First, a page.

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The other day, I decided to treat myself to an eleven-dollar bottle of Italian wine and to make some home-made guacamole. So, I went downtown to make my desired purchases of ingredients at a local wine shop and the adjacent grocery. When I was leaving with my purchases, I happened to notice a small, dead bird on the freshly resurfaced parking lot which is shared by the places where I had made my purchases. I recognized the patterns on the bird immediately and I was filled with sorrow. I wondered how this small tragedy came to be in this place. I speculated that it must have been deposited by the front of a vehicle which had been out in the countryside.
I felt puzzled because the bird was a Dickcissal. They are not likely to be found in a town.
They are a bird which somewhat erratically appears in summer in the open pastures and prairies of the Midwest. They are finches which innocuously summer here and travel thousands of miles in migration to Central and South America where they are considered an agricultural pest. Here, they are dapper little yellow breasted announcements of “dick,dick,cis,cis,cis,sal” which feed on insects and seeds with, generally, considerable space between their territories. A few years of traveling thousands of miles every year under their own power is not a small thing to accomplish, but that is their life.
To most people, they are an unknown entity, but to me they are one of the treasures of the Midwest and they are a measure of environmental quality. It is also noteworthy that their numbers have dropped off by an estimated 25% over the past few decades.
As I briefly stood in sorrow on that hot black surface with its intense yellow guidelines, I was struck by how the brilliant yellow softness of that breast which no longer pulsed was reflected in, and contrasted with, the hard artificial controls of the human made lines. I found myself remembering the painting of a chained goldfinch by Carel Fabritius which had stunned me with its skilled execution, symbolism, and seemingly advanced anachronistic existence when I was an art history student in the 1980s.
Both images, the one before me and the one of memory were the result of human actions which I imagined were disconnections from nature. At the same time, I know that any disconnection from nature is an impossibility. Human nature and human cultures seem to be largely driven by a need to believe that we have power over nature, but that sense of our place in the supposed scheme of things is possibly our greatest folly. An image of a chained little songbird and the reality of a dead little songbird in a seemingly alien location to its habitat are of no less significance than any other supposed achievements by humanity. We have been led to believe otherwise by religions and other forms of desperation.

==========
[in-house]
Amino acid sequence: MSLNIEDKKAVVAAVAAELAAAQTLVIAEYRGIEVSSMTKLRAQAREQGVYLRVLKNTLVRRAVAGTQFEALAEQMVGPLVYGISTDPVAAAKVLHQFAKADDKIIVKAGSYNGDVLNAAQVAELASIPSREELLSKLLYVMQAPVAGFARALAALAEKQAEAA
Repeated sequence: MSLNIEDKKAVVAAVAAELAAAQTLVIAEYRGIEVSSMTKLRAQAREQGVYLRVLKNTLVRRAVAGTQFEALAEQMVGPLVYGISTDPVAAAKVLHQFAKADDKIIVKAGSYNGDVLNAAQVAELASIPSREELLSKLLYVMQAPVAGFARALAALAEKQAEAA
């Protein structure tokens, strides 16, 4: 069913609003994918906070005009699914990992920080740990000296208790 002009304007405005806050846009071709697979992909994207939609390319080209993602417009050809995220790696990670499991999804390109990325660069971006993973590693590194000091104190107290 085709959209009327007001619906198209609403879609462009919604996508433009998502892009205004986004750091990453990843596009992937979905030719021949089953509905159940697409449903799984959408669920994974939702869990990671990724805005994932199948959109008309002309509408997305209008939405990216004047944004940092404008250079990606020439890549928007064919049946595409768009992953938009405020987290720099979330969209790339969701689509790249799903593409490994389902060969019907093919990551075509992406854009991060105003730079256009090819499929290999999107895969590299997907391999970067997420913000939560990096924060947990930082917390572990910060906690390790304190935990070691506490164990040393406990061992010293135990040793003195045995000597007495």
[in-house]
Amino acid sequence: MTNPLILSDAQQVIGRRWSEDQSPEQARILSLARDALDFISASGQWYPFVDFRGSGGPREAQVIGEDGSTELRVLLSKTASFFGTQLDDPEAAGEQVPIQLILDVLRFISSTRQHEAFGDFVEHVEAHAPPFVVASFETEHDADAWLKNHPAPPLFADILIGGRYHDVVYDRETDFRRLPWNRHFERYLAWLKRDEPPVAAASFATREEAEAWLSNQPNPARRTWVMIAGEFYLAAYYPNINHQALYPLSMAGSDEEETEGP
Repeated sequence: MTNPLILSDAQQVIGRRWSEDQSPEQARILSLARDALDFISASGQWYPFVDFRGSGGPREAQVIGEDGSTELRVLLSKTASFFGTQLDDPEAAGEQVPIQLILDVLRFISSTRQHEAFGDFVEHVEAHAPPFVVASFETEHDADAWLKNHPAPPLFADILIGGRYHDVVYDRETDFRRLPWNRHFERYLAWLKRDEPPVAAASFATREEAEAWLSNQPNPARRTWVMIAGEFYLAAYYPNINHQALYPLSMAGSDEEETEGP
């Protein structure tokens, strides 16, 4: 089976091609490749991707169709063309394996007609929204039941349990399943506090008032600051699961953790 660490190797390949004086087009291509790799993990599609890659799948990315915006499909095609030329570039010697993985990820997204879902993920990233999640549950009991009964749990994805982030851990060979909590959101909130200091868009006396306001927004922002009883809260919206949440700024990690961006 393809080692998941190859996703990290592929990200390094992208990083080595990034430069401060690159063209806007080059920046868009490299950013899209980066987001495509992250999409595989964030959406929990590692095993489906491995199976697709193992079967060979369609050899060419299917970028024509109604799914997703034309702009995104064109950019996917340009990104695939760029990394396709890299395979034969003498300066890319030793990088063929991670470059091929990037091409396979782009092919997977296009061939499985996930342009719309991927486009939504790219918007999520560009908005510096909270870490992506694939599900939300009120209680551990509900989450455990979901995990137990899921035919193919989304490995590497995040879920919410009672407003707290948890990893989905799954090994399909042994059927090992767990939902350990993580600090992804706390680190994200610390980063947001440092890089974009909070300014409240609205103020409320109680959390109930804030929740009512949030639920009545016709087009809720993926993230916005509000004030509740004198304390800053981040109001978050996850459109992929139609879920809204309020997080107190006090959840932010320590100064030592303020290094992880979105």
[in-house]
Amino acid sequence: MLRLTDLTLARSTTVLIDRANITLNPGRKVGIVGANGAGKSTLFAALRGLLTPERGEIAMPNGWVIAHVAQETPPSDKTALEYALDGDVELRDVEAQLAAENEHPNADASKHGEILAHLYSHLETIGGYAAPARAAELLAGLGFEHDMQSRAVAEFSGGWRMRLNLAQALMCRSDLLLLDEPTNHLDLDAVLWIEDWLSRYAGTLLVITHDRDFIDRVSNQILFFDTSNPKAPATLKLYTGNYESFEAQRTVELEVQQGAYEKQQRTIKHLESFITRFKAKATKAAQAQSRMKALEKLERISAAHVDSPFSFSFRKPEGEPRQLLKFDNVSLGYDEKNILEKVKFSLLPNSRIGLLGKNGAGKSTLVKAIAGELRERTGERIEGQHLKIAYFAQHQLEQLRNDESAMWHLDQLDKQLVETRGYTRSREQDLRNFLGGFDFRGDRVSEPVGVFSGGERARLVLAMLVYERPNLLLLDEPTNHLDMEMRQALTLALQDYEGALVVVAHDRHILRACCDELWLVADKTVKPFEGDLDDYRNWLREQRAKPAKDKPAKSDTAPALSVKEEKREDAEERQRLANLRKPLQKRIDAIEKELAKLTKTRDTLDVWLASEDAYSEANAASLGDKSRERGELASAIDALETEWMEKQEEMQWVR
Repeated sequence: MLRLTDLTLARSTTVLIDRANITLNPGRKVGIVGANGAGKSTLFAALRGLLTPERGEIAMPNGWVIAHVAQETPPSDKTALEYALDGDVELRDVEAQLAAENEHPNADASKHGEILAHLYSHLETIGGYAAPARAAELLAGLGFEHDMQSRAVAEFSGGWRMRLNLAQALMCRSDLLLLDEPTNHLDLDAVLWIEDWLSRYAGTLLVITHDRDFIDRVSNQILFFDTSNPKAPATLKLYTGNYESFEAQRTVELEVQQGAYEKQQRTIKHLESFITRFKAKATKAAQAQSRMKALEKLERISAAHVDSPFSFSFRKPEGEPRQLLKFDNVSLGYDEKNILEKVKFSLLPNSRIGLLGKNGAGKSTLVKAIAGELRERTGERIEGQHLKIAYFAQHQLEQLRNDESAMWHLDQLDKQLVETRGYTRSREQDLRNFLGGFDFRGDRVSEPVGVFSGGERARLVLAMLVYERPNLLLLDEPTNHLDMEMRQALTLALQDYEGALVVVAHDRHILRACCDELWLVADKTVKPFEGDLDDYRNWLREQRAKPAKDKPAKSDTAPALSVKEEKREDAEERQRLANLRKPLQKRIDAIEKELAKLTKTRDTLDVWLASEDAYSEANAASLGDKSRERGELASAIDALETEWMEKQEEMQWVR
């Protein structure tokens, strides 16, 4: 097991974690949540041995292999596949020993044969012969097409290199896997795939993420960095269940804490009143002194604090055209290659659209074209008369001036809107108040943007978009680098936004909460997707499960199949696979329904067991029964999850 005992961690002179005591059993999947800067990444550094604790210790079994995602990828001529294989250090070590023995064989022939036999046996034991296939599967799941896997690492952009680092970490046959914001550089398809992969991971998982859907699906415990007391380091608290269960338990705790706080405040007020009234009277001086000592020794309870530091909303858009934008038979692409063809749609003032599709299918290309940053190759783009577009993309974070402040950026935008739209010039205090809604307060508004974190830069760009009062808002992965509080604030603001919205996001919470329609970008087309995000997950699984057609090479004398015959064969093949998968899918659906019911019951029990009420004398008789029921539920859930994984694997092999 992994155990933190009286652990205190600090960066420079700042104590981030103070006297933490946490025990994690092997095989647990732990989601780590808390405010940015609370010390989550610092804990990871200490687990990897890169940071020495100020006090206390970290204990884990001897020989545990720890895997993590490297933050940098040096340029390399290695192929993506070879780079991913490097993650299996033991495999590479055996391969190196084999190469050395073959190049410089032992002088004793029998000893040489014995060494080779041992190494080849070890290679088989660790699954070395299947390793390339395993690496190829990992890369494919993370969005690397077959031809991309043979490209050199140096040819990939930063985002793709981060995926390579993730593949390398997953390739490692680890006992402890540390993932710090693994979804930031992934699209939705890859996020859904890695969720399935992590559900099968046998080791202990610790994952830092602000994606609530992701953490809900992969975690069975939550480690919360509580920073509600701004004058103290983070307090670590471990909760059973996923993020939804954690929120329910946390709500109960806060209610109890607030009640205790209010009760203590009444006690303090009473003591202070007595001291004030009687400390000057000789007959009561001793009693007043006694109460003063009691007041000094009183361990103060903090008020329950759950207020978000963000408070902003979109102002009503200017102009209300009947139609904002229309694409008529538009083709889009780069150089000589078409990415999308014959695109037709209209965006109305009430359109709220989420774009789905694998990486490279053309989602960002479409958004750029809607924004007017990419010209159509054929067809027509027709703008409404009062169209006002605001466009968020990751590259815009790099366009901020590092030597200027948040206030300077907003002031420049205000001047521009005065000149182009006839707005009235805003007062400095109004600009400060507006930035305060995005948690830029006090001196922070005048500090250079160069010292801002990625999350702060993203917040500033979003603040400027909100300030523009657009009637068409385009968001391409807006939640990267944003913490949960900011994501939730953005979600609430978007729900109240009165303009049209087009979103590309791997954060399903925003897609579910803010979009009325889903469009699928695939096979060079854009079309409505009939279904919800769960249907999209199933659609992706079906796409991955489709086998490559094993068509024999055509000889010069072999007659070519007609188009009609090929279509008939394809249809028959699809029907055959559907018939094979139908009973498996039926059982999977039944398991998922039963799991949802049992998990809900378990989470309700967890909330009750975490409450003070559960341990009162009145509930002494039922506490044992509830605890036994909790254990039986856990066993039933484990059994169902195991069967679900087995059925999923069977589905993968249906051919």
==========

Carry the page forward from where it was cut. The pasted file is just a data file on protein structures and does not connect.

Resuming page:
The power to be disconnected from the effects of our existence is all around us and it is a very dangerous power. Trillions and trillions of imagined monetary worth is obsessively sought and used to maintain our vain delusions of superiority over nature and each other while the signals of the extent of our delusions are all around us, but we are usually too busy trying to be a part of our personal cultural delusions to learn to see or comprehend any message from beyond our delusions.
So, there I was, in “the Midwest,” seeking “Italian wine” and avocados while pondering the seeming alien location of a little native who had died not so far away while I was seeking things which were far from native to my location. My desires were not disconnected from a system which relies upon huge amounts of cruelty and death in regions halfway around the world and the chain which connected me to my little perch gave off a little glint of brilliancy in the body of that Dickcissal.